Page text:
Reconfigurable Computing (RC) is an area of computer systems architecture
that studies the use of reconfigurable logic as a computational device
to be used along with other computing structures such as integer ALUs,
memory management units, floating-point multipliers, disk controlers,
and network interfaces. As a practical matter, today RC is usually
built with FPGAs. RC is also known as ``Custom Computing Machines''
(CCMs) or just ``Configurable Computing.'' By reconfigurable logic,
we are talking about programming the hardware at the gate-level
rather than at the machine instruction level. That is, if we want to
add two binary numbers with RC, we configure a set of Configurable Logic
Blocks (CLBs) to perform the appropriate AND/OR/NOT operations and
then configure routing resources to logically connect CLBs into an
``add'' circuit. In a general-purpose microprocessor, we encode the
bits of a machine instruction to represent an ADD. The translation of a
high-level programming language to machine language is called compiling
and resulting machine language is called a binary image. Similarly,
hardware circuits can be expressed in a Hardware Descripton Language
(HDL). The translation to a gates and routing information is called
synthesis and the resulting sequence of bits is called a configuration.
It is related to, but subtly different from, Adaptable/Dynamic Systems
which, as defined by NSF (NSF Workshop on Directions for Systems
Research, 1997) includes programmable engines in memory controllers,
cache controllers, configurable data paths, etc. So Adaptable Systems
are configurable but not necessarily built with FPGAs. In general,
RC are adaptable systems and implies FPGAs.
The Reconfigurable Online Architecture Research (ROAR) Project
is concerned about one particular aspect of RC called Run-Time
Reconfiguration (RTR). Clearly, programming the hardware at the gate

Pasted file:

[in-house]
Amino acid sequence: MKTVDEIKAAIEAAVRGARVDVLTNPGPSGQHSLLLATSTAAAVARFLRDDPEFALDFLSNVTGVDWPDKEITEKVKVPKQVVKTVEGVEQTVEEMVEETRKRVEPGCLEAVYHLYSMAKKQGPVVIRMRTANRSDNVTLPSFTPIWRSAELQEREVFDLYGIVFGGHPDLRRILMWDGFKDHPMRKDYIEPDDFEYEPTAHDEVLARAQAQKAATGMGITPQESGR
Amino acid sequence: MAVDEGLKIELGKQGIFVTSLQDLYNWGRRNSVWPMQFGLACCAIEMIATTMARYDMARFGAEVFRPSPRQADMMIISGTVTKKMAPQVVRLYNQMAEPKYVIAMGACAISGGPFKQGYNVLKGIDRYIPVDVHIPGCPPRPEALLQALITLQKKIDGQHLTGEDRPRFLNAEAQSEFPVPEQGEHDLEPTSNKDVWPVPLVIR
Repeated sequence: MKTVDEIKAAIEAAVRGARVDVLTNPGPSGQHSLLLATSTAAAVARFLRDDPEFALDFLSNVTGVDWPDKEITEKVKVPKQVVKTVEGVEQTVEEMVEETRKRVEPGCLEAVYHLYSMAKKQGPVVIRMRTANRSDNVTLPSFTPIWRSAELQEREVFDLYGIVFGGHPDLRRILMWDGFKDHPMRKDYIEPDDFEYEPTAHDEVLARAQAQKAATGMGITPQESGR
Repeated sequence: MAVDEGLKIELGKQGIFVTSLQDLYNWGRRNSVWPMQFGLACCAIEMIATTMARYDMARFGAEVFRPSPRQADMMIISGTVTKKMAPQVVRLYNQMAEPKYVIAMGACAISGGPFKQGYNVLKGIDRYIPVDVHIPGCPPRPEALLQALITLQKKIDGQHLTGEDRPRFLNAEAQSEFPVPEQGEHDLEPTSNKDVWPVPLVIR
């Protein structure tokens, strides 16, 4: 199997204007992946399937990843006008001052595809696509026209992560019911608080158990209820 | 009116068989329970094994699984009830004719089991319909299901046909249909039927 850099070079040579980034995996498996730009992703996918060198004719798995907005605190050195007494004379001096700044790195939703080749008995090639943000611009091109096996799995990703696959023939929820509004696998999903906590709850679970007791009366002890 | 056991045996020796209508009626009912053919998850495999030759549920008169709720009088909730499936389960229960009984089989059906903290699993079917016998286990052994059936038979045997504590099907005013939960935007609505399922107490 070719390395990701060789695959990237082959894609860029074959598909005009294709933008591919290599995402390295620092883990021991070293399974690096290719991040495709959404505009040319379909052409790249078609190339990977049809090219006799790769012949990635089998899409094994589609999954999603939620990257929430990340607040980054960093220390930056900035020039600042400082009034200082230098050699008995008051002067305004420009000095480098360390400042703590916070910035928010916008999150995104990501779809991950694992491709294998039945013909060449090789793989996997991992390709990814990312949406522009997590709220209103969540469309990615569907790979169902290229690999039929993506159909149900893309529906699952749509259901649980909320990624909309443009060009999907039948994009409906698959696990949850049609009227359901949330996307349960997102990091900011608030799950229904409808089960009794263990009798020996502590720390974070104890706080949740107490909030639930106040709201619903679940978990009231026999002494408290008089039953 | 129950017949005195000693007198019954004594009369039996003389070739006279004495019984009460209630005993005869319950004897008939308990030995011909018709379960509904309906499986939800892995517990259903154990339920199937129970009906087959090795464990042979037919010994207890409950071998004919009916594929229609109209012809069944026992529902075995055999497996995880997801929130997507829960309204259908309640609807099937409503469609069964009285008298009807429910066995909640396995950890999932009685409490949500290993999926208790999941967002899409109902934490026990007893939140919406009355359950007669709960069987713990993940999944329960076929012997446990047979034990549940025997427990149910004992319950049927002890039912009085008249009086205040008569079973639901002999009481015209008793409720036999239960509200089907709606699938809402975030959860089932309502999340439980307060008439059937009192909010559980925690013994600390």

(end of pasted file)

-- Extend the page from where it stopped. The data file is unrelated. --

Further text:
level is much more time consuming and is usually done (with great pains)
long before the application is executed. Also, once the desired circuit
is programmed and the application starts, that circuit is fixed until the
next application reprograms it. RTR reprograms (or adapts) the circuit
multiple times during execution. We make the following distinction
between online and offline RTR. If the configuration is determined
during run-time and the CLBs are programmed (and reprogrammed) during
run-time, then it is an online RTR system. Offline RTR refers to
systems where all of the possible configurations are synthesized a
priori but the CLBs may be programed (and reprogrammed) during execution.
Most research in offline RTR is motivated by efficient use of the
expensive CLB resources. (The CLBs are reusable so offline RTR
allows large configurations to use fewer physical CLBs via a type of
programmer-managed ``virtual CLBs.'' This is akin to program overlays
prior to virtual memory in operating systems.) Online RTR has the same
benefit but the motivation for online RTR is usually improved performance.
Since synthesis is a long, time-consuming process (usually synthesizing
a configuration takes much longer than compiling a binary image), online
RTR may seem like it could not possibly result in higher peformance.
Indeed, with synthesis times commonly taking hours and sometimes days
for big configurations, online RTR would seem completely infeasible.
But, in fact, there are a number of examples of online RTR and the
potential performance gains are enormous.
Thus, the primary objective of the ROAR project is to investigate
and advance online RTR systems. We have a number of ongoing investigations
addressing various issues related to the viability of new
techniques for online RTR. The research projects available range
from semester-long projects to Ph.D. dissertations in length and
include both very practical projects and very theoretical projects.
- Dr. Ron Sass
- Srinivas Reddy Beeravolu
- Ranjesh G Jaganathan
- Shyamnath Harinath
- Krishna Mohan Muriki
- Matt Simpson
- Brian Greskamp
- Brian Leonard